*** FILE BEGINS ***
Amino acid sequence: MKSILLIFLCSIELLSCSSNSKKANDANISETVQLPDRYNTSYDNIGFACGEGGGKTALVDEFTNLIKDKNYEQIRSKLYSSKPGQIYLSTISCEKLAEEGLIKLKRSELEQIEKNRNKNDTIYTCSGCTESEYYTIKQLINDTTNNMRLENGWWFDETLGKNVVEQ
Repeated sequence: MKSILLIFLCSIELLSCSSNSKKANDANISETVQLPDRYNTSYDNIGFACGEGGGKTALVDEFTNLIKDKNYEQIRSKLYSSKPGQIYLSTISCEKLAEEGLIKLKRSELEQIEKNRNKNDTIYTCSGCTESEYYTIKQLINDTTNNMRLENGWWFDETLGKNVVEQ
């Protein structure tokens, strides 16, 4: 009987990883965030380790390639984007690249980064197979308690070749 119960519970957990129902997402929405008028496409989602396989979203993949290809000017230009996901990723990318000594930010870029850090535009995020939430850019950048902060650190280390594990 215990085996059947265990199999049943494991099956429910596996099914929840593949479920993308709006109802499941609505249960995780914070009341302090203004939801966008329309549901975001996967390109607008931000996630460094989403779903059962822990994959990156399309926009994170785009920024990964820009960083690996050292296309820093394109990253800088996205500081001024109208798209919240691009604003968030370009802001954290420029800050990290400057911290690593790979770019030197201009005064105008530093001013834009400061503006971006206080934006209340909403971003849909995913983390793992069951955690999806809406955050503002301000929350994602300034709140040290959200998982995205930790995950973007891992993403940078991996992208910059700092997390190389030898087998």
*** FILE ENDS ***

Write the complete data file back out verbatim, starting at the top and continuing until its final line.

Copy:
Amino acid sequence: MKSILLIFLCSIELLSCSSNSKKANDANISETVQLPDRYNTSYDNIGFACGEGGGKTALVDEFTNLIKDKNYEQIRSKLYSSKPGQIYLSTISCEKLAEEGLIKLKRSELEQIEKNRNKNDTIYTCSGCTESEYYTIKQLINDTTNNMRLENGWWFDETLGKNVVEQ
Repeated sequence: MKSILLIFLCSIELLSCSSNSKKANDANISETVQLPDRYNTSYDNIGFACGEGGGKTALVDEFTNLIKDKNYEQIRSKLYSSKPGQIYLSTISCEKLAEEGLIKLKRSELEQIEKNRNKNDTIYTCSGCTESEYYTIKQLINDTTNNMRLENGWWFDETLGKNVVEQ
């Protein structure tokens, strides 16, 4: 009987990883965030380790390639984007690249980064197979308690070749 119960519970957990129902997402929405008028496409989602396989979203993949290809000017230009996901990723990318000594930010870029850090535009995020939430850019950048902060650190280390594990 215990085996059947265990199999049943494991099956429910596996099914929840593949479920993308709006109802499941609505249960995780914070009341302090203004939801966008329309549901975001996967390109607008931000996630460094989403779903059962822990994959990156399309926009994170785009920024990964820009960083690996050292296309820093394109990253800088996205500081001024109208798209919240691009604003968030370009802001954290420029800050990290400057911290690593790979770019030197201009005064105008530093001013834009400061503006971006206080934006209340909403971003849909995913983390793992069951955690999806809406955050503002301000929350994602300034709140040290959200998982995205930790995950973007891992993403940078991996992208910059700092997390190389030898087998």